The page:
Monthly Archives: July 2018

Wildlife and Wildfire

By Shannon Perry

Soon after our animals returned from evacuation, we found ourselves hosting the raptors from the Columbia Gorge Discovery Center due to a brush fire. First responders did an amazing job of containing that fire to 19 acres and the birds returned to the center. It got me thinking about wildfire again.

As the effects of climate change increase, one that impacts our world is the growing length of the wildfire season. We may cringe at the idea of animals dying in fires, yet there is evidence that there are some animals that benefit from fire. Others are disadvantaged and their populations decline. In a study, fishers, western bluebirds, and cavity nesters increased in population, while mountain chickadees declined, as did spotted owls. Cavity nesters such as Lewis’ woodpeckers benefitted due to standing snags. However, salvage logging removes this habitat. 

If you’d like more information, please read the selected links.

http://wildlife.org/wildfire-toward-understanding-its-effects-on-wildlife-from-the-wildlife-professional/

https://news.nationalgeographic.com/news/2014/07/140721-animals-wildlife-wildfires-nation-forests-science/

Baby Animal Season Continues

By Shannon Perry

We have had quite a variety of baby animals coming into the clinic. Sometimes we are able to send them back from where they came, as in the case of a baby robin from an orchard. It was uninjured so we fed it and sent it back with the kind young man who found it to return in the vicinity where it was found.

Other babies have been injured or caught by a cat or dog and we do our best to nurture them along. Please consider keeping your kitty indoors. Here are some tips to help you both assess the need for help, and to keep wildlife safe from cats.

http://www.humanesociety.org/animals/resources/tips/injured_orphaned_wildlife.html

http://www.humanesociety.org/news/magazines/2011/01-02/peaceable_backyard_kingdom_protect_cats_wildlife_01032011.html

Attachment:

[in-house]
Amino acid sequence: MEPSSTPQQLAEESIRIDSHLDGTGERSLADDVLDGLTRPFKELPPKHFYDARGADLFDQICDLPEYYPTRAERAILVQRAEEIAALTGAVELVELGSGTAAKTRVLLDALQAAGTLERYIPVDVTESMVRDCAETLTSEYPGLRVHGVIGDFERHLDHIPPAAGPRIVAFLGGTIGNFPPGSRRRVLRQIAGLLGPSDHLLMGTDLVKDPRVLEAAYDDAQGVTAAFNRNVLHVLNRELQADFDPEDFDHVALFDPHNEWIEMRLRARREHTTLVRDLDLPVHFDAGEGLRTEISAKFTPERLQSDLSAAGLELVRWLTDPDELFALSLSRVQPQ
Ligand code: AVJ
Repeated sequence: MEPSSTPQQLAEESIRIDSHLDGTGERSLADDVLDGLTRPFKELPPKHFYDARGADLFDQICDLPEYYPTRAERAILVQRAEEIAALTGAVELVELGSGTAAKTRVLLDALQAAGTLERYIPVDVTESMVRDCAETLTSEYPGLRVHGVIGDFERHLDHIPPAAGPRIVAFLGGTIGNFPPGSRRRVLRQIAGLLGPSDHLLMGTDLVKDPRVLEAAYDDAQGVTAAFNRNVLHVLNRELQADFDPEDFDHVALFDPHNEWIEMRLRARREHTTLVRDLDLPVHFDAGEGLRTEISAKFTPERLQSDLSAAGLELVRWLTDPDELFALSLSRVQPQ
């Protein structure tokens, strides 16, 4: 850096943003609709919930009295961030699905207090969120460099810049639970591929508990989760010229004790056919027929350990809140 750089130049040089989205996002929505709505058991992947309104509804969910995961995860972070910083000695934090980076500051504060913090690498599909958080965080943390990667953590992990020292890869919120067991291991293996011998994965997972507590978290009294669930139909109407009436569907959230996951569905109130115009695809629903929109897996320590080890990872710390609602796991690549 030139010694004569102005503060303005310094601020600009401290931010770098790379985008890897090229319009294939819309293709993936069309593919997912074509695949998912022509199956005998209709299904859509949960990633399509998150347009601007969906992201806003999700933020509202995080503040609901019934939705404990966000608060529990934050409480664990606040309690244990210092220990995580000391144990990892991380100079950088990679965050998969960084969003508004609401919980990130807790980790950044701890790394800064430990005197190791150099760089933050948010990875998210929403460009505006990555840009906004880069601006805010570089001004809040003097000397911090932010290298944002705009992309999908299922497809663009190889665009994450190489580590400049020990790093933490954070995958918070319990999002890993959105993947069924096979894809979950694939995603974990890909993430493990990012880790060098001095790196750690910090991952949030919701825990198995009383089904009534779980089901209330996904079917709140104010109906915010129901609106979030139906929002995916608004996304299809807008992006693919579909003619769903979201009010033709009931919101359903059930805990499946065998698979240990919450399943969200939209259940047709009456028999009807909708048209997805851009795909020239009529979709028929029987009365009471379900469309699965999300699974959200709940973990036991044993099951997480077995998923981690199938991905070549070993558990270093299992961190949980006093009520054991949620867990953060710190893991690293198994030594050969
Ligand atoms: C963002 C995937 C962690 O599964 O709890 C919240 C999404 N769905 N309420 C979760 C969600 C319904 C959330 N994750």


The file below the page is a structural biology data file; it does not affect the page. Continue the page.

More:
Photo credits: Humane Society

Safe From Fire

By Shannon Perry

 

 

 

 

 

 

It was a harrowing 24 hours, but the animals are all safely back home. The fire was coming up the ravine below the clinic, not really close but too close for comfort. Fortunately the firefighters set up on a long gravel drive there, and that gave comfort.

You can’t really wait until the last minute to evacuate 40+ birds. Many thanks to Elijah Schneider and Jill Barker (shown) and Beagle Barker (not shown) for bringing carriers, a transport van, and packing up patients

The animals are settled back  into their various cages and much happier for it.

Fire in Rowena

By Shannon Perry

You may have heard that a fire started north of I84 by the Memaloose rest area Friday evening (July6). It jumped the freeway and came up the hill toward Rowena. The clinic was on level two evacuation threat, which means be packed and ready. So Jean evacuated many of the animals to be on the safe side. We could have carried on just fine without this added excitement and stress, but all the animals and Jean are safe.

The last word I heard was that the clinic is still in level one evacuation with level two nearby. I will keep you posted as to progress getting the animals back to the clinic.

Best wishes to neighbors in the area that you are safe and your homes unthreatened.